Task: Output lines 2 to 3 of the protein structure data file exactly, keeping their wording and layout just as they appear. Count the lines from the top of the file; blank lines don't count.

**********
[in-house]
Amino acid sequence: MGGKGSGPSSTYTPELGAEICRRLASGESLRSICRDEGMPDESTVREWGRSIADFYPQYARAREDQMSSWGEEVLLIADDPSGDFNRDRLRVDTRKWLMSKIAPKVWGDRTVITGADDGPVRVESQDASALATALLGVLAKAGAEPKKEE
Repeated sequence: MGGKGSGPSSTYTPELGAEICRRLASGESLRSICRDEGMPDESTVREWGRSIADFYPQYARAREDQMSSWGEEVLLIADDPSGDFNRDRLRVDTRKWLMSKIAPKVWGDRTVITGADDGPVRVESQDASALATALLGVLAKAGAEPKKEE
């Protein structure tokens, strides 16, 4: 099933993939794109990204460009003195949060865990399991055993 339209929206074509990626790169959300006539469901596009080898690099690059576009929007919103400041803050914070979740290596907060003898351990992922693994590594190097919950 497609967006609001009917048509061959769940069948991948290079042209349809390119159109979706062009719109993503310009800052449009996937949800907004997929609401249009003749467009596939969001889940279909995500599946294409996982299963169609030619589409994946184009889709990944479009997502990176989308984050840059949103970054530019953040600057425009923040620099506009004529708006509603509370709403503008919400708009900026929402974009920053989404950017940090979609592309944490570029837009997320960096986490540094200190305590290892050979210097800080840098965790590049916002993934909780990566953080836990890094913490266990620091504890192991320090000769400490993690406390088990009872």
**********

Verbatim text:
Amino acid sequence: MGGKGSGPSSTYTPELGAEICRRLASGESLRSICRDEGMPDESTVREWGRSIADFYPQYARAREDQMSSWGEEVLLIADDPSGDFNRDRLRVDTRKWLMSKIAPKVWGDRTVITGADDGPVRVESQDASALATALLGVLAKAGAEPKKEE
Repeated sequence: MGGKGSGPSSTYTPELGAEICRRLASGESLRSICRDEGMPDESTVREWGRSIADFYPQYARAREDQMSSWGEEVLLIADDPSGDFNRDRLRVDTRKWLMSKIAPKVWGDRTVITGADDGPVRVESQDASALATALLGVLAKAGAEPKKEE